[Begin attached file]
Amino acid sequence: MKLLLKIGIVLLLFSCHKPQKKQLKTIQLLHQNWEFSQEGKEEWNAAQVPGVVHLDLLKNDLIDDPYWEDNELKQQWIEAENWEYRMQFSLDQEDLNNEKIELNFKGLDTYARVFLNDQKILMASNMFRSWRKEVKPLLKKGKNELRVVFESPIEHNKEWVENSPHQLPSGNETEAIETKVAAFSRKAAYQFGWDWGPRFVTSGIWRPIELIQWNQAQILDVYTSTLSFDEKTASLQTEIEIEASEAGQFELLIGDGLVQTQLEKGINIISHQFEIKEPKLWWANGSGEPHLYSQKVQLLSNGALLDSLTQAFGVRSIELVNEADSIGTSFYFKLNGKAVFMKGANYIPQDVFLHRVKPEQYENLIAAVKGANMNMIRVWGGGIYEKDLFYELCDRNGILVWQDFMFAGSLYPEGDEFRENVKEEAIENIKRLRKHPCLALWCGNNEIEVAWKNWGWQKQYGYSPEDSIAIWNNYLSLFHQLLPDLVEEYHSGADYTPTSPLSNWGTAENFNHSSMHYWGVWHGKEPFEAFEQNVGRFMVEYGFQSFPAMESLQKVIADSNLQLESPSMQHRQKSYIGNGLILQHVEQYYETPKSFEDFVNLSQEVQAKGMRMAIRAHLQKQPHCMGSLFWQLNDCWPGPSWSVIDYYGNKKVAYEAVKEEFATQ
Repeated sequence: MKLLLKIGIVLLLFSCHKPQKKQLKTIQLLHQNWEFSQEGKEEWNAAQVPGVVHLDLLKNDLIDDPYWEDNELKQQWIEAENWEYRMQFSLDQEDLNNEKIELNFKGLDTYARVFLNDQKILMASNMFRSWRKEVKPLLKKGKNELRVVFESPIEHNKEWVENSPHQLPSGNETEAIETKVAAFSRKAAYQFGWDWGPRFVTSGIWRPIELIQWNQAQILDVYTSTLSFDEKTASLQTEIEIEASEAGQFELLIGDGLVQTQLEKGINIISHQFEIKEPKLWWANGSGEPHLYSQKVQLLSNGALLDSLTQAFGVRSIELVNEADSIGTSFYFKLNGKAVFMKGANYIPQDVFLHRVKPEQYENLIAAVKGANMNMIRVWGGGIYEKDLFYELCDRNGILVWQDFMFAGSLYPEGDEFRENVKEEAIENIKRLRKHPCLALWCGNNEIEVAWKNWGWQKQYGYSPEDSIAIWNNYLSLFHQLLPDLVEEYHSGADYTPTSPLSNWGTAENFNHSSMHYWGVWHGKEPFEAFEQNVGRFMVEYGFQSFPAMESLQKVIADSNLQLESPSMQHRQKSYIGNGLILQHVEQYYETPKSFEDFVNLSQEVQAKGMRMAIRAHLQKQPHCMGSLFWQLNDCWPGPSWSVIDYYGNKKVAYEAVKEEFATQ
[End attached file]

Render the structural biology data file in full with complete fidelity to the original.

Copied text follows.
Amino acid sequence: MKLLLKIGIVLLLFSCHKPQKKQLKTIQLLHQNWEFSQEGKEEWNAAQVPGVVHLDLLKNDLIDDPYWEDNELKQQWIEAENWEYRMQFSLDQEDLNNEKIELNFKGLDTYARVFLNDQKILMASNMFRSWRKEVKPLLKKGKNELRVVFESPIEHNKEWVENSPHQLPSGNETEAIETKVAAFSRKAAYQFGWDWGPRFVTSGIWRPIELIQWNQAQILDVYTSTLSFDEKTASLQTEIEIEASEAGQFELLIGDGLVQTQLEKGINIISHQFEIKEPKLWWANGSGEPHLYSQKVQLLSNGALLDSLTQAFGVRSIELVNEADSIGTSFYFKLNGKAVFMKGANYIPQDVFLHRVKPEQYENLIAAVKGANMNMIRVWGGGIYEKDLFYELCDRNGILVWQDFMFAGSLYPEGDEFRENVKEEAIENIKRLRKHPCLALWCGNNEIEVAWKNWGWQKQYGYSPEDSIAIWNNYLSLFHQLLPDLVEEYHSGADYTPTSPLSNWGTAENFNHSSMHYWGVWHGKEPFEAFEQNVGRFMVEYGFQSFPAMESLQKVIADSNLQLESPSMQHRQKSYIGNGLILQHVEQYYETPKSFEDFVNLSQEVQAKGMRMAIRAHLQKQPHCMGSLFWQLNDCWPGPSWSVIDYYGNKKVAYEAVKEEFATQ
Repeated sequence: MKLLLKIGIVLLLFSCHKPQKKQLKTIQLLHQNWEFSQEGKEEWNAAQVPGVVHLDLLKNDLIDDPYWEDNELKQQWIEAENWEYRMQFSLDQEDLNNEKIELNFKGLDTYARVFLNDQKILMASNMFRSWRKEVKPLLKKGKNELRVVFESPIEHNKEWVENSPHQLPSGNETEAIETKVAAFSRKAAYQFGWDWGPRFVTSGIWRPIELIQWNQAQILDVYTSTLSFDEKTASLQTEIEIEASEAGQFELLIGDGLVQTQLEKGINIISHQFEIKEPKLWWANGSGEPHLYSQKVQLLSNGALLDSLTQAFGVRSIELVNEADSIGTSFYFKLNGKAVFMKGANYIPQDVFLHRVKPEQYENLIAAVKGANMNMIRVWGGGIYEKDLFYELCDRNGILVWQDFMFAGSLYPEGDEFRENVKEEAIENIKRLRKHPCLALWCGNNEIEVAWKNWGWQKQYGYSPEDSIAIWNNYLSLFHQLLPDLVEEYHSGADYTPTSPLSNWGTAENFNHSSMHYWGVWHGKEPFEAFEQNVGRFMVEYGFQSFPAMESLQKVIADSNLQLESPSMQHRQKSYIGNGLILQHVEQYYETPKSFEDFVNLSQEVQAKGMRMAIRAHLQKQPHCMGSLFWQLNDCWPGPSWSVIDYYGNKKVAYEAVKEEFATQ